On Aug. 5, the U.S. Center for SafeSport announced that former U.S. Equestrian Federation Show Jumping Chef d’Equipe George Morris had been given a lifetime suspension (pending appeal) for sexual misconduct involving a minor.
In a statement issued the same day, Morris said: “I am deeply troubled by the U.S. Center for SafeSport’s findings regarding unsubstantiated charges for events that allegedly occurred between 1968 and 1972. I contest these findings wholeheartedly and am in the process of disputing them.”
Kira Wilson, a spokesperson for the U.S. Center for SafeSport, explained in a statement how that process unfolds: “After the Center issues a decision following an investigation, a respondent has five days to request an independent arbitration. At arbitration, each side makes an opening statement, presents witnesses and evidence, and makes closing statements. The Center has the burden to prove the misconduct more likely than not occurred (a preponderance of evidence), and that it imposed the appropriate sanction. It’s a process that typically unfolds over 45 days, which can vary based on scheduling with the arbitrators, the parties involved and more.”
Wilson said the Center could not comment on any specifics of Morris’ case, including whether or not there was more than one accuser, or the length of the investigation. “When it comes to detailing individual matters, it’s the Center’s policy not to comment on specific matters,” she said in a statement. “We do this to protect the integrity of the process and the privacy of the individuals involved, including parties reporting abuse. Generally speaking, investigations can take time, as the Center has a thorough process, taking many steps to identify witnesses and other potential victims, collect and analyze evidence, coordinate with law enforcement as needed, and more.”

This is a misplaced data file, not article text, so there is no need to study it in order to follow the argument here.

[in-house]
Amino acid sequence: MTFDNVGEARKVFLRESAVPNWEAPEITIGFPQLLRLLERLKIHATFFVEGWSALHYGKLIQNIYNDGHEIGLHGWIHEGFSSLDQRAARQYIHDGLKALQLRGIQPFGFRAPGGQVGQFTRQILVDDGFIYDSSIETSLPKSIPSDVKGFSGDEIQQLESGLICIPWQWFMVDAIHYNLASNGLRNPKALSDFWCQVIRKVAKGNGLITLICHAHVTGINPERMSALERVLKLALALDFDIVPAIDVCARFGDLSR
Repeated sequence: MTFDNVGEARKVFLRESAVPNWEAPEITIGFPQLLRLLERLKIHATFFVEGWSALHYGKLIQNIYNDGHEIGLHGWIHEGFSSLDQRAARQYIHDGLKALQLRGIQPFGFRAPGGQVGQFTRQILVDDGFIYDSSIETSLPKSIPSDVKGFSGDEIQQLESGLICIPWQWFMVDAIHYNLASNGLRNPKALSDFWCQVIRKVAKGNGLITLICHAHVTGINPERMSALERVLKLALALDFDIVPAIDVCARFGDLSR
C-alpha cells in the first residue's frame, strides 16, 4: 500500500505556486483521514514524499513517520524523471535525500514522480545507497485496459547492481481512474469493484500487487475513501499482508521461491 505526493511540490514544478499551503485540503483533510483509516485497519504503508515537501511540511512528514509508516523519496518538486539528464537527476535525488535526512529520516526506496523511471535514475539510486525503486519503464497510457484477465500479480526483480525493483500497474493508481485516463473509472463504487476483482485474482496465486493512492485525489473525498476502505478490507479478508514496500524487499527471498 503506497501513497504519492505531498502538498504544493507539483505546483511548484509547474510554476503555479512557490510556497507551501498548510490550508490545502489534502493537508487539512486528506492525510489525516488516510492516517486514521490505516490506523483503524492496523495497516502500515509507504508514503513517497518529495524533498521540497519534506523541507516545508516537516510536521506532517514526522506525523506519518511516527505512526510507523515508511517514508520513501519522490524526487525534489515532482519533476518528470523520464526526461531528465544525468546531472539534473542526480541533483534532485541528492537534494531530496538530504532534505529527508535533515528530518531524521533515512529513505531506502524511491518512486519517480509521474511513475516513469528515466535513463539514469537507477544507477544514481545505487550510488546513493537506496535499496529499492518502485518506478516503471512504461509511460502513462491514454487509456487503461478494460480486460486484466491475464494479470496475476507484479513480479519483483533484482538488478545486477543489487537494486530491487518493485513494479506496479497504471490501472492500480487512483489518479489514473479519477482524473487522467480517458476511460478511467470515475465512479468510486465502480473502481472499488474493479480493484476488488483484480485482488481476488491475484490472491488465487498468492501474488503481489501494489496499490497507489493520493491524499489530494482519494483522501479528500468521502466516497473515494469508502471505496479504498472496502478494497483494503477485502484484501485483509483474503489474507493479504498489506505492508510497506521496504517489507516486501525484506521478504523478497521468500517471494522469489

Morris generally keeps a busy schedule as a clinician. Vicki Lowell, chief marketing and content officer for USEF, said in a statement: “The U.S. Center for SafeSport Code has an Aiding and Abetting provision where it is a violation of the SafeSport Code to allow a banned person to coach or instruct participants. Based on this, someone facilitating a clinic may be subject to disciplinarian action by the U.S. Center for SafeSport.”
Although Morris is no longer registered with the Fédération Equestre Internationale and is not involved with the FEI in any capacity, he is in the FEI database as a former athlete and is therefore marked as suspended, an FEI spokesperson confirmed. “Under the terms of the FEI Safeguarding Policy Against Harassment and Abuse (Appendix I of the FEI General Regulations), the FEI has a reciprocal implementation policy of any bans or suspensions imposed by any of our National Federations. See Article 9 – Mutual Recognition. In addition, under Article 10 of the Policy, the FEI has a duty to inform the National Federations of any sanctions imposed on any person under their jurisdiction relating to any harassment and/or abuse case(s),” the FEI said in a statement.
Morris, who had been the chef d’equipe for the Brazilian show jumping team at the 2016 Rio de Janeiro Olympic Games, therefore is not able to coach teams from other countries.
Read more of the Chronicle’s coverage of SafeSport issues here.